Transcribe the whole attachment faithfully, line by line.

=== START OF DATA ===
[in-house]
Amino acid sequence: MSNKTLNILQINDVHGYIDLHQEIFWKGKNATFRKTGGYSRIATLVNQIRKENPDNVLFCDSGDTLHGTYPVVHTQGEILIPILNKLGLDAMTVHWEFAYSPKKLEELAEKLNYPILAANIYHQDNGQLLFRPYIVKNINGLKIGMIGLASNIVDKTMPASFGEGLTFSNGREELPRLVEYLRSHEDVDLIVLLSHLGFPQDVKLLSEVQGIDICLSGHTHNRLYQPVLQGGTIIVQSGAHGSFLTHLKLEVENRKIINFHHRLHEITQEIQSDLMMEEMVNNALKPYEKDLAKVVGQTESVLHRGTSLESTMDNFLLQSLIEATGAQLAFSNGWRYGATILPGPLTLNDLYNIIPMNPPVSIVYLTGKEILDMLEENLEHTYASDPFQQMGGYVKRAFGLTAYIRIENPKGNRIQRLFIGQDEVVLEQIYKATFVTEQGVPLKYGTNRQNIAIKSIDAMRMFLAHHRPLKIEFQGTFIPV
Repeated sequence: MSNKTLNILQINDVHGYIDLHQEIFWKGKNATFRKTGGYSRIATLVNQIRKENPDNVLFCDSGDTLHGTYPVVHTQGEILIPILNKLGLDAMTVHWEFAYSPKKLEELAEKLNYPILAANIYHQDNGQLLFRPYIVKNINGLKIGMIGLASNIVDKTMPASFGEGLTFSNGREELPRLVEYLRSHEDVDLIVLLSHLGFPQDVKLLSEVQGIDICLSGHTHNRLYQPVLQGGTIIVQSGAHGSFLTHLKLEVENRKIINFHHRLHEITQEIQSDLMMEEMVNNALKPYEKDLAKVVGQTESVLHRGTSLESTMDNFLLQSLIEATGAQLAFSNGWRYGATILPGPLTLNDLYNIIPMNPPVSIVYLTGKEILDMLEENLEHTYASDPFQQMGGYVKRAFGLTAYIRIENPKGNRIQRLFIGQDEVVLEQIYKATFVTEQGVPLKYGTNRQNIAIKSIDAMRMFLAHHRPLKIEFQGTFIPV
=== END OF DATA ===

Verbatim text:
[in-house]
Amino acid sequence: MSNKTLNILQINDVHGYIDLHQEIFWKGKNATFRKTGGYSRIATLVNQIRKENPDNVLFCDSGDTLHGTYPVVHTQGEILIPILNKLGLDAMTVHWEFAYSPKKLEELAEKLNYPILAANIYHQDNGQLLFRPYIVKNINGLKIGMIGLASNIVDKTMPASFGEGLTFSNGREELPRLVEYLRSHEDVDLIVLLSHLGFPQDVKLLSEVQGIDICLSGHTHNRLYQPVLQGGTIIVQSGAHGSFLTHLKLEVENRKIINFHHRLHEITQEIQSDLMMEEMVNNALKPYEKDLAKVVGQTESVLHRGTSLESTMDNFLLQSLIEATGAQLAFSNGWRYGATILPGPLTLNDLYNIIPMNPPVSIVYLTGKEILDMLEENLEHTYASDPFQQMGGYVKRAFGLTAYIRIENPKGNRIQRLFIGQDEVVLEQIYKATFVTEQGVPLKYGTNRQNIAIKSIDAMRMFLAHHRPLKIEFQGTFIPV
Repeated sequence: MSNKTLNILQINDVHGYIDLHQEIFWKGKNATFRKTGGYSRIATLVNQIRKENPDNVLFCDSGDTLHGTYPVVHTQGEILIPILNKLGLDAMTVHWEFAYSPKKLEELAEKLNYPILAANIYHQDNGQLLFRPYIVKNINGLKIGMIGLASNIVDKTMPASFGEGLTFSNGREELPRLVEYLRSHEDVDLIVLLSHLGFPQDVKLLSEVQGIDICLSGHTHNRLYQPVLQGGTIIVQSGAHGSFLTHLKLEVENRKIINFHHRLHEITQEIQSDLMMEEMVNNALKPYEKDLAKVVGQTESVLHRGTSLESTMDNFLLQSLIEATGAQLAFSNGWRYGATILPGPLTLNDLYNIIPMNPPVSIVYLTGKEILDMLEENLEHTYASDPFQQMGGYVKRAFGLTAYIRIENPKGNRIQRLFIGQDEVVLEQIYKATFVTEQGVPLKYGTNRQNIAIKSIDAMRMFLAHHRPLKIEFQGTFIPV